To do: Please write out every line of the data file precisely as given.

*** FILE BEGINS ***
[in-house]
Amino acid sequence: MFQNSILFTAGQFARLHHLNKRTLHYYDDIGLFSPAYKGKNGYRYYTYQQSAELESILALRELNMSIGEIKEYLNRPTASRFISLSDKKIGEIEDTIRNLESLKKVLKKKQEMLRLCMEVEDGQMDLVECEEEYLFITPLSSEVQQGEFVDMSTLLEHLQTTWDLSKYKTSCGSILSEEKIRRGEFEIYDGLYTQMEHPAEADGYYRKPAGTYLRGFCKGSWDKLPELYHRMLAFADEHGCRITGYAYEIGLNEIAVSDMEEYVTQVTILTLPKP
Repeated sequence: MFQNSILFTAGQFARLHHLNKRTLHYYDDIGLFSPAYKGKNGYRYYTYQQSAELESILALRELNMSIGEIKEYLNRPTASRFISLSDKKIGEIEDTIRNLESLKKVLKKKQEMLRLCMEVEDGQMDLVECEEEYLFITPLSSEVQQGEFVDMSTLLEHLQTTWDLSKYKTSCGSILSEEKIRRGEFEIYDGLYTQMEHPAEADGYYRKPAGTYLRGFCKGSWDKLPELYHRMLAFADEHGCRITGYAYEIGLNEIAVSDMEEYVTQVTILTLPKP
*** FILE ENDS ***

[in-house]
Amino acid sequence: MFQNSILFTAGQFARLHHLNKRTLHYYDDIGLFSPAYKGKNGYRYYTYQQSAELESILALRELNMSIGEIKEYLNRPTASRFISLSDKKIGEIEDTIRNLESLKKVLKKKQEMLRLCMEVEDGQMDLVECEEEYLFITPLSSEVQQGEFVDMSTLLEHLQTTWDLSKYKTSCGSILSEEKIRRGEFEIYDGLYTQMEHPAEADGYYRKPAGTYLRGFCKGSWDKLPELYHRMLAFADEHGCRITGYAYEIGLNEIAVSDMEEYVTQVTILTLPKP
Repeated sequence: MFQNSILFTAGQFARLHHLNKRTLHYYDDIGLFSPAYKGKNGYRYYTYQQSAELESILALRELNMSIGEIKEYLNRPTASRFISLSDKKIGEIEDTIRNLESLKKVLKKKQEMLRLCMEVEDGQMDLVECEEEYLFITPLSSEVQQGEFVDMSTLLEHLQTTWDLSKYKTSCGSILSEEKIRRGEFEIYDGLYTQMEHPAEADGYYRKPAGTYLRGFCKGSWDKLPELYHRMLAFADEHGCRITGYAYEIGLNEIAVSDMEEYVTQVTILTLPKP